Imaginotions/Chapter 7

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I AM not sorry that I became an astrologer. The work is monotonous but not wearing, and the hours are short. As an apprentice I was a hard student, and frequently consulted the stars; but now, without conceit, I think I speak within bounds in saying that I know all there is to know about planets, stars, asteroids, comets, nebulae, and horoscopes, and twice as much as any other astrologer of my weight; so I seldom refresh my memory by going, through my telescope, directly to nature.

I admit it is inconvenient to be obliged to wear a thick woolen robe on warm days. I also admit that a shorter beard would be less in my way, and that I might shave if my customers did not object. I do not deny that my raven, a second-hand bird which once belonged to Zadkiel, is a nuisance, because of his continually stealing my spectacles. As I have only one pair, it is very hard to find them when I have no spectacles to find them with. The bird is not sympathetic, and enjoys my annoyance over the search; croaking derisively as I go stumbling around among dusty old books and brittle glass crucibles. This irritates me; and I put him on bread and water, which irritates him.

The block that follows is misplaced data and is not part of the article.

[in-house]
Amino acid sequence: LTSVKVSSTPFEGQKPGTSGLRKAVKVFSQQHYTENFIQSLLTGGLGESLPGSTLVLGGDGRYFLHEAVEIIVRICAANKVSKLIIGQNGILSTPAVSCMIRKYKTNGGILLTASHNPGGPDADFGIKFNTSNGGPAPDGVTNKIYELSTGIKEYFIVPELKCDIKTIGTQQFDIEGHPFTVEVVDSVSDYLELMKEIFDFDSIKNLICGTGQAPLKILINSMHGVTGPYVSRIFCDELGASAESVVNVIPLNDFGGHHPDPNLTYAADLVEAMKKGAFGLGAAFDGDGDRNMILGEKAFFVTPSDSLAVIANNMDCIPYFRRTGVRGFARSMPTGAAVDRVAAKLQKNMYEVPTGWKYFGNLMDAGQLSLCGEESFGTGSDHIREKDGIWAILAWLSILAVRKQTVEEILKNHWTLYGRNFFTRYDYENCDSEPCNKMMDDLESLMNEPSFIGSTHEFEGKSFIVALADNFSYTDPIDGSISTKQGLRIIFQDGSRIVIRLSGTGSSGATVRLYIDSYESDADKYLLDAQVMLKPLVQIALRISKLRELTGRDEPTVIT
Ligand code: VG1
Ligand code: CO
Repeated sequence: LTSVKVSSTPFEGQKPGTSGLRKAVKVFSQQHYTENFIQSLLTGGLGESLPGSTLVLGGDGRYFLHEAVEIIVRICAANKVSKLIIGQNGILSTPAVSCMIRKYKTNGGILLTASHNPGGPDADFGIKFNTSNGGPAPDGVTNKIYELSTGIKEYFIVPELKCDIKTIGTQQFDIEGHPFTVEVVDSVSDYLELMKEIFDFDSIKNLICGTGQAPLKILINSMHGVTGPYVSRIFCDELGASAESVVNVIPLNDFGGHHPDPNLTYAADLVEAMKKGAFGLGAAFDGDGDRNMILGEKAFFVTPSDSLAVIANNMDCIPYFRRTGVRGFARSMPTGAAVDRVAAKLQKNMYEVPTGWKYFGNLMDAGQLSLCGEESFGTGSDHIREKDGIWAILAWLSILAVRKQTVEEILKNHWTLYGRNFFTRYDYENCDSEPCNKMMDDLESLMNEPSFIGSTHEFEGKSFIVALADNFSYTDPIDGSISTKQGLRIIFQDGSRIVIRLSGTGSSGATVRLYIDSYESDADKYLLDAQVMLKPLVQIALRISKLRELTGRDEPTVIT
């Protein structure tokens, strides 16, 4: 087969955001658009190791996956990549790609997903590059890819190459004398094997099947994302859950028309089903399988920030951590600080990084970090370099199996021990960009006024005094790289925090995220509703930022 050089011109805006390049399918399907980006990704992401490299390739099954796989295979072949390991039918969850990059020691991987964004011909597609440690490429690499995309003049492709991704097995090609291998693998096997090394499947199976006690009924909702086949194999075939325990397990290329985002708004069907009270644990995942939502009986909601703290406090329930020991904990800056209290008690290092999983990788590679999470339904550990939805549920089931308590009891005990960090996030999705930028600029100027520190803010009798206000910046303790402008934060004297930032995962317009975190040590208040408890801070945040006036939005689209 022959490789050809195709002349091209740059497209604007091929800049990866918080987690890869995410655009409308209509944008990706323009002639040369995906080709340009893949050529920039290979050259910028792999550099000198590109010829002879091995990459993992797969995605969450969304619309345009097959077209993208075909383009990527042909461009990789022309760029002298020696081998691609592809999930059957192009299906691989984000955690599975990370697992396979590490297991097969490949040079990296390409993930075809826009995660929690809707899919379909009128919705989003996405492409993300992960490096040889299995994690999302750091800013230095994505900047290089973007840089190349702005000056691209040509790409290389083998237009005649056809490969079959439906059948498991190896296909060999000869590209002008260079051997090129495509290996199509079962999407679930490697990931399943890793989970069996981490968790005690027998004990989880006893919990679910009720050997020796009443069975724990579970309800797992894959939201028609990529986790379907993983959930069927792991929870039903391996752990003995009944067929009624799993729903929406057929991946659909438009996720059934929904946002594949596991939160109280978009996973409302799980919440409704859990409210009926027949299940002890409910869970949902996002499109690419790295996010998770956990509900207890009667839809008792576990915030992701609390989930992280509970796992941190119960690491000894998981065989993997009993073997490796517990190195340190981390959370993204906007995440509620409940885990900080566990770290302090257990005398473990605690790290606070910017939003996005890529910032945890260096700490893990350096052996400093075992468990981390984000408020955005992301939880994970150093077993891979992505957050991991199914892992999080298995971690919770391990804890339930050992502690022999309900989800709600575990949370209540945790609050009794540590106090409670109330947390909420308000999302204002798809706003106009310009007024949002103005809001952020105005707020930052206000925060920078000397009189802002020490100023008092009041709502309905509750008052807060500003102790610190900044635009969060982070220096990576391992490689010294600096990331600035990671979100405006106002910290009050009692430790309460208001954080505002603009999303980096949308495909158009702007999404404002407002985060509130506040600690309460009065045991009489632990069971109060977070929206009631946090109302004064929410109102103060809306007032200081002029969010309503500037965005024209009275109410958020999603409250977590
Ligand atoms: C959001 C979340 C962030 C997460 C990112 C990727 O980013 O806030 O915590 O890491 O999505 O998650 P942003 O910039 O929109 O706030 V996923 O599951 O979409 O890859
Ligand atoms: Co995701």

My calculations are a bore; and I am very apt to pinch my fingers or entangle my beard in the celestial globe. My customers are greedy, and insist upon being kings, duchesses, pirates, and so on, ignoring the indications which plainly show them to be intended for hurdy-gurdy players, scissors-grinders, or poets. The planets are all right; I have no particular fault to find with the fixed stars; but those vagabonds, the comets, will often act in the most unfriendly way,—spoiling my very best combinations. It makes customers ill-natured, and they hold me responsible, just as though I arranged the comets to suit myself! Perhaps it is not strange that I am a trifle touchy; I feel sure astrologers will agree that I am no more nervous than is excusable under the trials of the profession. Still, I repeat, I am satisfied with my vocation. I did hesitate between star-gazing and saw-filing; but I think my choice was not unwise; for, as an astrologer, I became more or less familiar with magic,—a pleasant recreation if pursued with proper discretion, but not fit for children. While I lived alone, I had no trouble with it; for although I made mistakes, I was indulgent enough to overlook them.